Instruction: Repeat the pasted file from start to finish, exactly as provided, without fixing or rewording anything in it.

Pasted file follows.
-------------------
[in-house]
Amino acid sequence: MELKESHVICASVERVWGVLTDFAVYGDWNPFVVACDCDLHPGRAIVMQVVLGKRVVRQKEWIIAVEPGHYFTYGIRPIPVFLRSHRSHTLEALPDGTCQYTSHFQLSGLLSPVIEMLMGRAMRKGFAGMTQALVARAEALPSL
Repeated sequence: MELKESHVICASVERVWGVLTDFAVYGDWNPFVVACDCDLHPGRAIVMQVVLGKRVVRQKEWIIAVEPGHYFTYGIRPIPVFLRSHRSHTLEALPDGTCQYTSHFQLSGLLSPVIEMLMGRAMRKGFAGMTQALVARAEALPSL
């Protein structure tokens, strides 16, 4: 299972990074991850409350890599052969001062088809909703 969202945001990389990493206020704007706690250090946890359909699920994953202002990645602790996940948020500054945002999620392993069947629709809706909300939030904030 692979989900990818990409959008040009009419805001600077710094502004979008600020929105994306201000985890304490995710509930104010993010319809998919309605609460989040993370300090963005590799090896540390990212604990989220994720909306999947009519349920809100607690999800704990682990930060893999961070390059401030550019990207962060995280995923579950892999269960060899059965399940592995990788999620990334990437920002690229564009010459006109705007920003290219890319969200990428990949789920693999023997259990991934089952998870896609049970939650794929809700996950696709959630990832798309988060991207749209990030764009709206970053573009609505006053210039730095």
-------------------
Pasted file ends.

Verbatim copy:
[in-house]
Amino acid sequence: MELKESHVICASVERVWGVLTDFAVYGDWNPFVVACDCDLHPGRAIVMQVVLGKRVVRQKEWIIAVEPGHYFTYGIRPIPVFLRSHRSHTLEALPDGTCQYTSHFQLSGLLSPVIEMLMGRAMRKGFAGMTQALVARAEALPSL
Repeated sequence: MELKESHVICASVERVWGVLTDFAVYGDWNPFVVACDCDLHPGRAIVMQVVLGKRVVRQKEWIIAVEPGHYFTYGIRPIPVFLRSHRSHTLEALPDGTCQYTSHFQLSGLLSPVIEMLMGRAMRKGFAGMTQALVARAEALPSL
């Protein structure tokens, strides 16, 4: 299972990074991850409350890599052969001062088809909703 969202945001990389990493206020704007706690250090946890359909699920994953202002990645602790996940948020500054945002999620392993069947629709809706909300939030904030 692979989900990818990409959008040009009419805001600077710094502004979008600020929105994306201000985890304490995710509930104010993010319809998919309605609460989040993370300090963005590799090896540390990212604990989220994720909306999947009519349920809100607690999800704990682990930060893999961070390059401030550019990207962060995280995923579950892999269960060899059965399940592995990788999620990334990437920002690229564009010459006109705007920003290219890319969200990428990949789920693999023997259990991934089952998870896609049970939650794929809700996950696709959630990832798309988060991207749209990030764009709206970053573009609505006053210039730095």